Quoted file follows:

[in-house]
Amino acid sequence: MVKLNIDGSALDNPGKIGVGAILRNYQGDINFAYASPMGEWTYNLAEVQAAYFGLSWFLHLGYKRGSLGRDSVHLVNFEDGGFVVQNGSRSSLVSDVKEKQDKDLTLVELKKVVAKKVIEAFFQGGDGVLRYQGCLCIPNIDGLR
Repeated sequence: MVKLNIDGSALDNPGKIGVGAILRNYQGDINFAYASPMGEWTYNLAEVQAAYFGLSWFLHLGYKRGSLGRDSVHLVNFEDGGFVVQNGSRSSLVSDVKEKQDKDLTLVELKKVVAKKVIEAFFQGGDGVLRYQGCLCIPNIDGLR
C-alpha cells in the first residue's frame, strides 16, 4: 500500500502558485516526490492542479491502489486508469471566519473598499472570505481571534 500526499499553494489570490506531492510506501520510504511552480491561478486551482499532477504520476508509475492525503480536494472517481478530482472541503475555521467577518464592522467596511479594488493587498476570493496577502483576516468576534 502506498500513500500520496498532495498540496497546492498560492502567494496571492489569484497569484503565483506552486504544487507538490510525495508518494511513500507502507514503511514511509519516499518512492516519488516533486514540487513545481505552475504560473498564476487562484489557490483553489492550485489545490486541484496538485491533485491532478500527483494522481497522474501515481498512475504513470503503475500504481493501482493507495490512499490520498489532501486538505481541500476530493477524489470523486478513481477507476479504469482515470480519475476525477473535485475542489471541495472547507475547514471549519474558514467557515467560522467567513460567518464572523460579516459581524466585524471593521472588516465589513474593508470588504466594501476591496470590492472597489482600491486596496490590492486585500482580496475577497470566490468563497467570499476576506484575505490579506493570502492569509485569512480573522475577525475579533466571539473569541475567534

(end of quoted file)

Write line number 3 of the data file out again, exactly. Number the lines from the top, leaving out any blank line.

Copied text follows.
Repeated sequence: MVKLNIDGSALDNPGKIGVGAILRNYQGDINFAYASPMGEWTYNLAEVQAAYFGLSWFLHLGYKRGSLGRDSVHLVNFEDGGFVVQNGSRSSLVSDVKEKQDKDLTLVELKKVVAKKVIEAFFQGGDGVLRYQGCLCIPNIDGLR